Working class voters are up for grabs

By Thomas Mills - Politics N.C.

My friend Mike Cooper told some truth this week. In an article for the U.S. News and World Report, Mike laid out what he calls Trump’s America. He argues that both parties have let down working class white voters in rural America and that those voters are fueling Trump’s candidacy out of anger and despair.

Mike’s right. In areas like Wilkes County where he lives, less-educated white men are dying younger while almost every other demographic is living longer. They’ve seen their futures disappear and have turned to alcohol, drugs, and suicide to fight the pain.

Not surprisingly, several people commented that those people weren’t left behind, they just voted against their own self-interests and elected Republicans who ignored their needs. That’s not true. Most of those people voted Democratic for economic reasons and only turned to the GOP when those economic reasons went away. They’ve always been more culturally conservative than the Democratic Party as a whole and without the economic incentive to vote for Democrats they voted with their biases, not their pocketbooks.

In rural areas throughout North Carolina, Democrats were competitive up until the first part of this century. Eastern North Carolina was represented in Congress by people like Martin Lancaster. Larry Kissell won in the south-central part of the state just six years ago and Mike McIntyre represented the southeast until just two years ago. Democratic legislators called towns like Laurinburg, Albemarle, Rutherfordton, Shelby and Goldsboro home—and they weren’t in gerrymandered districts.

However, trade agreements signed by Bill Clinton and supported in Congress by both Democrats and Republicans sent their jobs overseas. Nobody offered them any support to replace those jobs. As the world became high-tech, the infrastructure in their towns and counties became obsolete. In many areas, the largest employer is the school system and, yet, the schools are falling apart. While Google is laying fiber in the Triangle, nobody’s talking about spending the money fully wire rural North Carolina.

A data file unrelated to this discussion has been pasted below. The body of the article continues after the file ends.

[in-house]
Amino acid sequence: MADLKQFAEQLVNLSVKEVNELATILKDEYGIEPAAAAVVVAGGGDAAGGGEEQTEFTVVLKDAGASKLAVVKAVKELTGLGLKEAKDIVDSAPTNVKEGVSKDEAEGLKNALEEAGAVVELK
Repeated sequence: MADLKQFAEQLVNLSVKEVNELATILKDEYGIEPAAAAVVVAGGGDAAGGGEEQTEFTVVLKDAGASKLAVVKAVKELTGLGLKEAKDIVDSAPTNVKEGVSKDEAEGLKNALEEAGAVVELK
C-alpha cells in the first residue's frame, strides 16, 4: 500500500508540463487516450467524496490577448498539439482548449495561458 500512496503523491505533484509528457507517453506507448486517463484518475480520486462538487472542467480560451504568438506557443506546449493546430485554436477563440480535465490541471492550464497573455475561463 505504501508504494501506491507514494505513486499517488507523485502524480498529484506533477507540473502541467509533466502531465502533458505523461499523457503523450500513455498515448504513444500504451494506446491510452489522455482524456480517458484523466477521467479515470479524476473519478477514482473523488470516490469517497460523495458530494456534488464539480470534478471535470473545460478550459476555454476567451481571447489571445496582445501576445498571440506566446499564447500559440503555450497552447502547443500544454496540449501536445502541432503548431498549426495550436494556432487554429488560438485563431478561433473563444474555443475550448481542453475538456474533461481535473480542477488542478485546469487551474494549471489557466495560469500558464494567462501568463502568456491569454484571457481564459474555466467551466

Those people turned to Republicans because, if Democrats weren’t going to offer them the economic support they needed, at least the Republicans would stand up for their conservative cultural values. A decade or so later, that hasn’t worked out so well, either, so now they’re siding with Trump.

Republicans seem content to let the free market crush rural America while trying to exploit the anger of people being left behind by blaming immigrants and poor people. They say we can’t afford to spend money on rural America because of our massive debt. According them, we need to cut, not spend. They’re wrong.

The last time we had a debt-to-GDP ratio this high in America was right after World War II. We didn’t cut our way out of that predicament. We invested in infrastructure and people. We built airports, an interstate highway system, schools and universities, and sent a man to the moon. We gave almost every abled-body man a free education through the GI Bill and those people took the knowledge they gained to build businesses and the largest middle class in history.

We paid for it by taxing the rich. Marginal tax rates for the very wealthy were high but everybody paid some tax. Income inequality shrunk while economic well-being for the majority of Americans increased dramatically. With more money in the pockets of the middle class, more money went back into the US economy, spreading the wealth and keeping economic growth strong.

More than fifty years later, we need to rebuild that infrastructure again. We need a Marshall Plan for rural America, better connecting small towns and counties to economic centers with pavement and rail as well as with fiber and cell towers. We need to build new schools and community colleges with the infrastructure to educate and train a work force prepared for an economy based on ideas, technology and creativity. And we need to make sure they come out of these schools with jobs, not debilitating debt.

If Democrats want to take back Congress, they need to have support from working class America again. Liberals need to stop blaming the victims and wooing them instead. Offer them hope for the future instead of criticism for not being progressive on social issues. Education and exposure will change those attitudes more than ridicule or scorn. Donald Trump will only be here for an election cycle but the problems facing working families will be here long after he’s gone.

Politically those working class voters are up for grabs.

Thomas Mills is the founder and publisher of, a website of commentary and analysis.

By Thomas Mills

Politics N.C.

comments powered by Disqus